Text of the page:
Last autumn, I spent a month or so using the Samsung Galaxy Note 8 as my phone, after having reviewed it. The phone itself is nice, with a good-to-great camera, a beautiful screen, and, praise be, a 3.5 mm headphone jack.
But the thing that really distinguishes the Samsung Note 8, as well as the more recently released Samsung Note 9, is the stylus that neatly slips into the body of the phone. In the promo material Samsung issued for the phone, it’s mainly shown being used by business people for business purposes, such as jotting down notes or making lists of, I guess, stocks? (I don’t really know what business people do.) But what I found myself using it for the most was surreptitiously sketching people around New York City.
I used to kill time in particularly boring classes in high school and college by sketching people a few rows in front of me, but actually drawing people is never something I took seriously. In my day-to-day life, I’d never carry a sketch pad around the city — it’d feel pretentious, and like I was somehow overstating my abilities. And the idea of staring at someone for a prolonged period while sketching them gives me the heebie-jeebies; if someone stared at me while stabbing at their phone with a little plastic pen, I’d switch train cars. But by using a simple drawing app and flipping back and forth between a photo I’d taken earlier on the ride, I could sketch in peace, listening to music and spending a much more relaxing commute than my normal routine of checking Twitter every five minutes.
Eventually, I had to send the phone back to Samsung, and I went back to using an iPhone. I tried a few times to keep up with sketching people I saw during my commute — it turns out you can creep-shot people on the subway with nearly any phone. But despite what Steve Jobs said about the stylus (“God gave us ten styluses. Let’s not invent another”), I found it nearly impossible to draw with my index finger. There are some artists and illustrators doing excellent (and well-publicized) work drawing on their iPhones. But poking at my phone with my index finger doesn’t feel great, and it’s impossible to get anything close to a natural drawing motion going. For 99 percent of the things you do with a smartphone, I think your fingers work just fine, but in this one isolated use case, you want a stylus.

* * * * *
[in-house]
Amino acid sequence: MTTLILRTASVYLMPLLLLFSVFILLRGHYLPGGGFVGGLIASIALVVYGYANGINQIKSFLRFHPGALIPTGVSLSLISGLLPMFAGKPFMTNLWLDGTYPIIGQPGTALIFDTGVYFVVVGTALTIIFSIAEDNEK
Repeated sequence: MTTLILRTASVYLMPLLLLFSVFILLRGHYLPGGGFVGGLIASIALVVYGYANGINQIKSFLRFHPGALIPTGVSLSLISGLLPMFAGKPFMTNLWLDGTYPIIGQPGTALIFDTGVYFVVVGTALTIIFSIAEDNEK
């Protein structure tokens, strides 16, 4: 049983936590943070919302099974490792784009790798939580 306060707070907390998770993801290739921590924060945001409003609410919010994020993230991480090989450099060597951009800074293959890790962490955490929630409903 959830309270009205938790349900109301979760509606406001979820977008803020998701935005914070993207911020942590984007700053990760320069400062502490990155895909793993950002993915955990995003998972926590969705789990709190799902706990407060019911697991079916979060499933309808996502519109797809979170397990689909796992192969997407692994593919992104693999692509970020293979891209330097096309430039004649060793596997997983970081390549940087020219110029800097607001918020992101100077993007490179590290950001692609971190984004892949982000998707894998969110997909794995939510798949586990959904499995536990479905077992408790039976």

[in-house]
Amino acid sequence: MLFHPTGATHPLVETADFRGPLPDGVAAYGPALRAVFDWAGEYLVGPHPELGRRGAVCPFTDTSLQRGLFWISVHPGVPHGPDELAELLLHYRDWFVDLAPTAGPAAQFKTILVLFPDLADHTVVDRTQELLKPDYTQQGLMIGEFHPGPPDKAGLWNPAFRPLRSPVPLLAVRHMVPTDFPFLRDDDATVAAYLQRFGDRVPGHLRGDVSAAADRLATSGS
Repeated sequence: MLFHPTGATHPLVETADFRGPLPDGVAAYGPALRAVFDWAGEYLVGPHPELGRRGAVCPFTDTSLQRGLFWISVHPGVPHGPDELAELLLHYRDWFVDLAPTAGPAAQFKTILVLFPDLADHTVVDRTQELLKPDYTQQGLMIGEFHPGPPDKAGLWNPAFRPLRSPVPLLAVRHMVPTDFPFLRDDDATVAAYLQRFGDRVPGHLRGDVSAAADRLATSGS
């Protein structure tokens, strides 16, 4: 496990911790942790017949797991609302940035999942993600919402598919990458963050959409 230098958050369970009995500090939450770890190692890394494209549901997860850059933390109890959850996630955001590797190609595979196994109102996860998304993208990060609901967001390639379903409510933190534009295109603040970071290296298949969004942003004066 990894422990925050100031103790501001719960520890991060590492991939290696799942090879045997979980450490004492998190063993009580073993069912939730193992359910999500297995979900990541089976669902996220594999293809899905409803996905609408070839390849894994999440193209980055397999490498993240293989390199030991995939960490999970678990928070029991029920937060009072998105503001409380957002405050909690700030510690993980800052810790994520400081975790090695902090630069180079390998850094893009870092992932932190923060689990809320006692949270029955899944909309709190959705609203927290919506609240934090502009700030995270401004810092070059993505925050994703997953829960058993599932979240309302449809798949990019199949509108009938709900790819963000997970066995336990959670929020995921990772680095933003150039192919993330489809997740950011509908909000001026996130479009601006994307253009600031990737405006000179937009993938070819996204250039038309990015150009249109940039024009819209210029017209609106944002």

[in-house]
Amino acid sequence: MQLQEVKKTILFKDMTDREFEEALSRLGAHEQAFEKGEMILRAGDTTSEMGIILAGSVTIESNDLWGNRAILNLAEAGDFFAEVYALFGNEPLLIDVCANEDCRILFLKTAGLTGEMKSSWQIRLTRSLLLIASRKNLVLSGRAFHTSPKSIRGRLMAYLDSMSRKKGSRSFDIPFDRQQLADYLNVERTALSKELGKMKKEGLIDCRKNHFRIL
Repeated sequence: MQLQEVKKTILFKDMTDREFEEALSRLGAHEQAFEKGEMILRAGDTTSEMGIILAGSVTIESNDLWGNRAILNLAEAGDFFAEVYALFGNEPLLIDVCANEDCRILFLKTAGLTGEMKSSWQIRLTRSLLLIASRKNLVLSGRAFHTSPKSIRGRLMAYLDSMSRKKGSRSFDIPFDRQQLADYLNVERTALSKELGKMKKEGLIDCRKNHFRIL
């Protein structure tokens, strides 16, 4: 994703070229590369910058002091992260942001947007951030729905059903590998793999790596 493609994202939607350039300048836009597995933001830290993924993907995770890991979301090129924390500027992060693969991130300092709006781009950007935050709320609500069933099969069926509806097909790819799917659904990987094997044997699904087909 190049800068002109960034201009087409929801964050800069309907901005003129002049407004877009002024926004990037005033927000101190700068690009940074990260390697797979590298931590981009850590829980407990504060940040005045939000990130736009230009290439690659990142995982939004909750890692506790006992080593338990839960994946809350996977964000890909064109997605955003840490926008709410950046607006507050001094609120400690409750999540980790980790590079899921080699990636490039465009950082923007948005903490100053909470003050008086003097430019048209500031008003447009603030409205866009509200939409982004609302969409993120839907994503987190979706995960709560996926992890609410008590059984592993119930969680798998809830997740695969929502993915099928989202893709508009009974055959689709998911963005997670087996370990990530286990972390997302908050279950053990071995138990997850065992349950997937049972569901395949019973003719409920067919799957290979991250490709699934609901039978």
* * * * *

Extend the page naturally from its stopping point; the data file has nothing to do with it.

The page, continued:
And one of the nice things about non-Apple products is, they come down in price relatively quickly after release. The Note 8 cost $929 when I reviewed it, a shocking amount in the early fall of 2017, but now, of course, Apple has blown past that number by a fair margin. You can easily find a fresh Note 8 for $400 nowadays, a reminder of how quickly today’s flagship becomes tomorrow’s bargain-bin remainder. If you find yourself needing a phone and looking at my sketches and thinking that you could do better yourself (you definitely can), pick one up. It’s amazing what a stylus, a smartphone, and a little free time can allow you to do.